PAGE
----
On July 28, the city of Winter Park’s blue-collar workers will vote on whether to join the American Federation of State, County and Municipal Employees union. If the majority vote is yes, Winter Park’s wastewater plant operators, maintenance workers, electricians and other operational services employees will join the city’s policemen and firefighters in their ability to bargain with the city for wages and benefits (but not much else, since strikes by public employees are not legal in Florida).
The vote comes after an extended campaign by Winter Park officials to surreptitiously bust the union effort – and after years of efforts by the city commission to use economic difficulties as an excuse to chip away at public employees’ benefits and compensation.
In October 2010, a city employee contacted AFSCME and petitioned the union to establish a presence in Winter Park, less than a month after commission members voted to more than quadruple their own salaries. (After two commission seats changed hands in March, however, commissioners’ raises were repealed.) The year before, the city cut “merit increases” for its public employees, and in December 2010, when AFSCME was mulling over whether to insert itself into Winter Park, the city eliminated traditional “longevity bonuses” for employees with more than five years seniority with the city.
In March, AFSCME applied to the state’s Public Employees Relations Commission to hold an election in Winter Park. Because more than 30 percent of eligible workers endorsed an election through mail-in authorization cards, the vote was granted.
Since then, the city has put considerable effort into defeating the union bid. On April 25, the Winter Park City Commission voted unanimously to employ labor relations firm Kulture LLC to meet with employees and managers; the firm, which refuses to disclose its corporate headquarters, is regarded by some as a union buster. It charges Winter Park $2,500 per day, and as of July 22, the city owed Kulture more than $10,000, according to city spokeswoman Clarissa Howard. During the past three months, the city also has mandated that employees attend no fewer than three different presentations warning against the perils of unionization: one from the city manager, Randy Knight, one from the human resources manager, Mary Greenwood, and one from a Kulture representative.
The meetings come in addition to the city’s lengthy letters to workers, including a four-page FAQ mailed on May 27. “History has shown that union-represented city employees have not received anything different than non-union employees,” the letter reads.
Organizer Kevin Hill, who has worked for AFSCME for 10 years, is taken aback by Winter Park’s efforts. “This is the first time I’ve ever seen a public employer go to such great lengths,” he says, noting that he also worked on a unionization push by Oklahoma public employees that went all the way to the U.S. Supreme Court. “This is a private sector campaign.”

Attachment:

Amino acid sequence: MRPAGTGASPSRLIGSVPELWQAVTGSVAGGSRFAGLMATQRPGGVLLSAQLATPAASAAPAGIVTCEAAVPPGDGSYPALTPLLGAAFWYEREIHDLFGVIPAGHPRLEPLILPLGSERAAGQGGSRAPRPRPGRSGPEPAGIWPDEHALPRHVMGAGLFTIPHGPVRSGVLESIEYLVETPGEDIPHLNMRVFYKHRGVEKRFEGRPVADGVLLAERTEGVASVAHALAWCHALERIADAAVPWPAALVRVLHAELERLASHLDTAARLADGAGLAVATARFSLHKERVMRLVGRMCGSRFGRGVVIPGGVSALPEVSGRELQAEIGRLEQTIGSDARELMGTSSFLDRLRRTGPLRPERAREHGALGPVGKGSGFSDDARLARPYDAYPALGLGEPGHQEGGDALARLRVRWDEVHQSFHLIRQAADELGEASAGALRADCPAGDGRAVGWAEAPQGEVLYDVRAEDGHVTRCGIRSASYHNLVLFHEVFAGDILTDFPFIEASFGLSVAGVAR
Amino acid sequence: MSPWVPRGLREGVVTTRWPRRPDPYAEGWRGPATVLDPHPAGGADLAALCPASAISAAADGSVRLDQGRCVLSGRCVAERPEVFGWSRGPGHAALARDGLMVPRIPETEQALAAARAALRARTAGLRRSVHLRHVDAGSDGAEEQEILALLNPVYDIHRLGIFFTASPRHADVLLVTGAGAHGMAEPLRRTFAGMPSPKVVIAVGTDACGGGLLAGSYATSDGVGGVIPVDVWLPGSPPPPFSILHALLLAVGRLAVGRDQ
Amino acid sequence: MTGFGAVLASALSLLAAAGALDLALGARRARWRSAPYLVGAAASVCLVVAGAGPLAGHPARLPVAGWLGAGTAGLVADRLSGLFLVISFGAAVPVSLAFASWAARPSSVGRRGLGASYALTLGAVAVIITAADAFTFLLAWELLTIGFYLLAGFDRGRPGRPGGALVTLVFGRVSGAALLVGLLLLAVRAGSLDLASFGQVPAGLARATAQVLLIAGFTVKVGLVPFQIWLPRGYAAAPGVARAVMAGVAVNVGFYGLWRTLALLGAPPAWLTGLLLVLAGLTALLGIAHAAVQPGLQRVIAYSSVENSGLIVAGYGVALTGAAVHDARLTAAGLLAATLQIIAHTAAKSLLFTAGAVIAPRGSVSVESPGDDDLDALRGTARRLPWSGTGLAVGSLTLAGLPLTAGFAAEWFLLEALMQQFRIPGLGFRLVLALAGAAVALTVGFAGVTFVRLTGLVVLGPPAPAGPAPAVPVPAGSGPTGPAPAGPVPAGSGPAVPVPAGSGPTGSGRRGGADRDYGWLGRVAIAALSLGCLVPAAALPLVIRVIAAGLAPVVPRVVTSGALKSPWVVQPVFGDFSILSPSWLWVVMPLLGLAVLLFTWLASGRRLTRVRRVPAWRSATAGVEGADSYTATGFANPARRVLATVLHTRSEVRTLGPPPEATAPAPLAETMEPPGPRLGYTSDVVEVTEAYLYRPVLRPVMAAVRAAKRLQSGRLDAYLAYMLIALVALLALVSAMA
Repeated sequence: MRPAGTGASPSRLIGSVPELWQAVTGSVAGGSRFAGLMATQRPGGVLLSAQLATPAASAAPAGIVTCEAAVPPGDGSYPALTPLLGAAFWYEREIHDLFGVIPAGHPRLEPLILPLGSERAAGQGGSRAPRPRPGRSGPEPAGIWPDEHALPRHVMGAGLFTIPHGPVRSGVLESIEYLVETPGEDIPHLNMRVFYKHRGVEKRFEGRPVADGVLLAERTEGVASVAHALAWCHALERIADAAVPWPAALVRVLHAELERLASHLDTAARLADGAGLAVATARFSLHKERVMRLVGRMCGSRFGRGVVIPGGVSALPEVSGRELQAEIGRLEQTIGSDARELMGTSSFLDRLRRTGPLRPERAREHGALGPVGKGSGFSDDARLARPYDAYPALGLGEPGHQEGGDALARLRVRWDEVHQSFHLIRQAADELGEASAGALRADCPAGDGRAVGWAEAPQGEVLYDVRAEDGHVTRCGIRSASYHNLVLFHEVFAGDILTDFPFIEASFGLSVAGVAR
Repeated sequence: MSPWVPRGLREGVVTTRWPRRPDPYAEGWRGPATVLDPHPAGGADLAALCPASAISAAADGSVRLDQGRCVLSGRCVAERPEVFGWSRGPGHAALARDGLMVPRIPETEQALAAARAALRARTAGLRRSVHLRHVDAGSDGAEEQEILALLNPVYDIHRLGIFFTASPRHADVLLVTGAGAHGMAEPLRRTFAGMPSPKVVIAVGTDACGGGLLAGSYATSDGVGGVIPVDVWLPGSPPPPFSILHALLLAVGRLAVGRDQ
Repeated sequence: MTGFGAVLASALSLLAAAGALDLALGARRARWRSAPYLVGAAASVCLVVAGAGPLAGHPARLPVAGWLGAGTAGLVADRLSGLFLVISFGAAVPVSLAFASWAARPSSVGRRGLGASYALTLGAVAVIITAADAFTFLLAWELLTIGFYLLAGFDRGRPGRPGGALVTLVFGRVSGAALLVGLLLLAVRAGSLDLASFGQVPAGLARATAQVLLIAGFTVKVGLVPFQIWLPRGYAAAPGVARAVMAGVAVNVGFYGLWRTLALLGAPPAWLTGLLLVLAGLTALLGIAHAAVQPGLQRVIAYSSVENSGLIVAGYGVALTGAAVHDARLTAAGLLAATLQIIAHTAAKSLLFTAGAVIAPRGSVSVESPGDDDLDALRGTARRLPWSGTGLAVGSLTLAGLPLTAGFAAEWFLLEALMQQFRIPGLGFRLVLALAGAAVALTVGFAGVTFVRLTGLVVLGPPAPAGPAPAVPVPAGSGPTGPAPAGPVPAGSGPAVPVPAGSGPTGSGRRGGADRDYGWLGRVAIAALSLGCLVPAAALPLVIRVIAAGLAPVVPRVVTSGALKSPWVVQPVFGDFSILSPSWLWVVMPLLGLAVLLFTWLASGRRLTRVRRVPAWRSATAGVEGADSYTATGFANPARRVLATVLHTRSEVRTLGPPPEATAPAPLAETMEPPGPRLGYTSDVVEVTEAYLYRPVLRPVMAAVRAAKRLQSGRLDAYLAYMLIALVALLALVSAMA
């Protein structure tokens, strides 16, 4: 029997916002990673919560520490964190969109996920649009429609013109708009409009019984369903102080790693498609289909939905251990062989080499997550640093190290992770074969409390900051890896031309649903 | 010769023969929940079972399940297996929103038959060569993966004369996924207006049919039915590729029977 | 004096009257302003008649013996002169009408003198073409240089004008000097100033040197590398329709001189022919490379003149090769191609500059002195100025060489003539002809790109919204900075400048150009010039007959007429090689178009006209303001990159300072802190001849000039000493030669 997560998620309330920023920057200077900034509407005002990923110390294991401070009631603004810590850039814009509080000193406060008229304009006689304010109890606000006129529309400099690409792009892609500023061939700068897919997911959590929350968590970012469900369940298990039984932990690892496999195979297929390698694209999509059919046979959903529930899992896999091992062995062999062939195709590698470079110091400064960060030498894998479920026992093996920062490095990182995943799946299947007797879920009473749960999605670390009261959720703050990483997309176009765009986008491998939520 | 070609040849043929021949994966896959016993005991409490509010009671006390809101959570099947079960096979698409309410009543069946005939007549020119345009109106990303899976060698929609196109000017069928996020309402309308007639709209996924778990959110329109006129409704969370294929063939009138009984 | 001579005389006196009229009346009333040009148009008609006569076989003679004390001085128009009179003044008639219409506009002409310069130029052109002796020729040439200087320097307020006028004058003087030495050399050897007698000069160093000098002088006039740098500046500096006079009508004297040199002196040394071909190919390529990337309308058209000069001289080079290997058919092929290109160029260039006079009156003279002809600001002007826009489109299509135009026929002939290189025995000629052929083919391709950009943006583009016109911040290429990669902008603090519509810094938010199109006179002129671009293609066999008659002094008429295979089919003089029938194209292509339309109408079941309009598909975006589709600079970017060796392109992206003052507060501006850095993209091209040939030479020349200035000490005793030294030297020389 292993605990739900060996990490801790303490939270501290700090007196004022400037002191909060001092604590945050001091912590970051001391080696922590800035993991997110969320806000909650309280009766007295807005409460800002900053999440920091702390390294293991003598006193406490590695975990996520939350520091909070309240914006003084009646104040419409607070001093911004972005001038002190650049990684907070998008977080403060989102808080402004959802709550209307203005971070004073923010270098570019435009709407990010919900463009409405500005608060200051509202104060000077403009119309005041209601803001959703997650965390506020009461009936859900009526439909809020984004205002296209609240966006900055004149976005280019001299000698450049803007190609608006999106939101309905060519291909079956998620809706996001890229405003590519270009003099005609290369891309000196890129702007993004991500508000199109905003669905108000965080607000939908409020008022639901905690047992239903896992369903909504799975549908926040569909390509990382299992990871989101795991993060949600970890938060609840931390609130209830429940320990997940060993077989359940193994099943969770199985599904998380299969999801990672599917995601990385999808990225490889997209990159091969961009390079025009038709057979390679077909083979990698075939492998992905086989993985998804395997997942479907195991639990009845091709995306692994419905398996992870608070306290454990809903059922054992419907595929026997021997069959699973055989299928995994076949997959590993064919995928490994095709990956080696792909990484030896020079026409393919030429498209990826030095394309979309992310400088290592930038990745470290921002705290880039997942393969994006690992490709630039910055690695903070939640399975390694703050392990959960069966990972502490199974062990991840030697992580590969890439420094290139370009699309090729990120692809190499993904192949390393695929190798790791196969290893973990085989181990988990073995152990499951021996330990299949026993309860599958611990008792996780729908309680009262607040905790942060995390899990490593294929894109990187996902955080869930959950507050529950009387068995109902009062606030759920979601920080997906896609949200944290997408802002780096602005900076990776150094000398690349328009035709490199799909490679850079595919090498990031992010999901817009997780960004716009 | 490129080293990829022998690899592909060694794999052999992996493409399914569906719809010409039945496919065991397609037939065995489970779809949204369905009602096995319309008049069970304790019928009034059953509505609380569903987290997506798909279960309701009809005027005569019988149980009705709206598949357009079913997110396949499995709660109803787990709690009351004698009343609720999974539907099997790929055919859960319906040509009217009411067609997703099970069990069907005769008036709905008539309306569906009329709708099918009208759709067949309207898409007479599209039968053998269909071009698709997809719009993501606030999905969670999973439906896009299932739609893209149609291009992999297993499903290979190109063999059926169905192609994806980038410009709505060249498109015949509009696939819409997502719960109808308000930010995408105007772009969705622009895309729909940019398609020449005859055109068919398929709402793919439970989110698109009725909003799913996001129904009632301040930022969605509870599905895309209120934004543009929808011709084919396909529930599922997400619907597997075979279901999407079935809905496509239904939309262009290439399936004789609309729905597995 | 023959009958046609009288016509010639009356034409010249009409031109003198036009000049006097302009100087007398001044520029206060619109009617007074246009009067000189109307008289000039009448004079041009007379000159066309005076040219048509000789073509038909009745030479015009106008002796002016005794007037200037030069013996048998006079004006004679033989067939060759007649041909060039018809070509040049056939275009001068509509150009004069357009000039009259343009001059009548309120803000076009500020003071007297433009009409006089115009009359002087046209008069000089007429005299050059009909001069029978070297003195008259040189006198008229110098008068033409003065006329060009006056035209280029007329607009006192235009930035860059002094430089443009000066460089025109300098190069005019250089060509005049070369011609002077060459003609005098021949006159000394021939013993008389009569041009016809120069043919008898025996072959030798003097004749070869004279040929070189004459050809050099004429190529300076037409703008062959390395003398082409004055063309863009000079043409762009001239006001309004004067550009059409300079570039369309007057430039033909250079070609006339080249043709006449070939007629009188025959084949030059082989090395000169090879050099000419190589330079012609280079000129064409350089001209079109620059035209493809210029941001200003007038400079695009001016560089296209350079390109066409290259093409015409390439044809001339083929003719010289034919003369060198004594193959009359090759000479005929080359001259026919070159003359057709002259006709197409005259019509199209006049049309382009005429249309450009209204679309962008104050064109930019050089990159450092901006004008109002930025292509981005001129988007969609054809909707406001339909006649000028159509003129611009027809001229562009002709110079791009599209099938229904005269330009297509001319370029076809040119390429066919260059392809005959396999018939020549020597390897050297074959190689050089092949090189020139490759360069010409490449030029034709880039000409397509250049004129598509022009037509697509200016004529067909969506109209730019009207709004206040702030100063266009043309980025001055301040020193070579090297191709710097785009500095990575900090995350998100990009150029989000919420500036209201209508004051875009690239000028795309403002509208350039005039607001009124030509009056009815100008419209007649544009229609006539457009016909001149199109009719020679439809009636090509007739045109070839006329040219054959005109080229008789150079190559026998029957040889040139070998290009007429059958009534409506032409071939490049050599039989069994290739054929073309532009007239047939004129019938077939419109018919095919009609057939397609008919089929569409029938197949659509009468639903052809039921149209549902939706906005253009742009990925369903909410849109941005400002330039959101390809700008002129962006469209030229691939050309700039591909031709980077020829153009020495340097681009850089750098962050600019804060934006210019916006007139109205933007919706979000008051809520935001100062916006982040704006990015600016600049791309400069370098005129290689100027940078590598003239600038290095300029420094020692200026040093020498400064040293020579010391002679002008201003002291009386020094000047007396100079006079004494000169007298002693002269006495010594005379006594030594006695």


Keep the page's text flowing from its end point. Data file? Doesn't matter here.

The city has portrayed its actions as merely informational, implying that its own biases are necessary to correct the spin that workers are receiving from AFSCME. “I don’t see it as a campaign – it’s putting out information to make sure that both sides of the discussion are heard,” says Commissioner Tom McMacken.
One of the city’s talking points is that unions drive an “adversarial wedge” between workers and managers. “We’re a very small city,” Howard told Orlando Weekly in May. “It’s unnecessary for [workers] to unionize in order to have a voice.” (The city has promised workers a 2 percent raise this year, but Howard says the decision has nothing to do with the unionization campaign.)
But Don Nixon, a worker at the city’s Magnolia Water Plant and a union proponent, says that contact with decision makers has been virtually nonexistent until AFSCME’s campaign. “I’ve been at the city four years, and I’ve seen more city management in the past two months than I ever have before,” he says.
In the end, the city of Winter Park holds all the cards: It has the authority to impose a contract upon employees – whether they agree to it or not – which is exactly what it did earlier this year to police officers represented by the Teamsters union. Still, to city wastewater technician Andrew Jordan, the effort is better than doing nothing. “At the end of the day, honestly, this is all about stepping up and taking responsibility for ourselves,” he says.
Below is the four-page Frequently Asked Questions letter mailed to blue-collar employees on May 27, 2011.
Below is an abridged version of a PowerPoint presentation given to employees by Winter Park Human Resources manager Mary Greenwood on July 13, 14, and 15. Greenwood's presentation was split up into three days to accommodate all of the 156 workers eligible to vote in the July 28 election.
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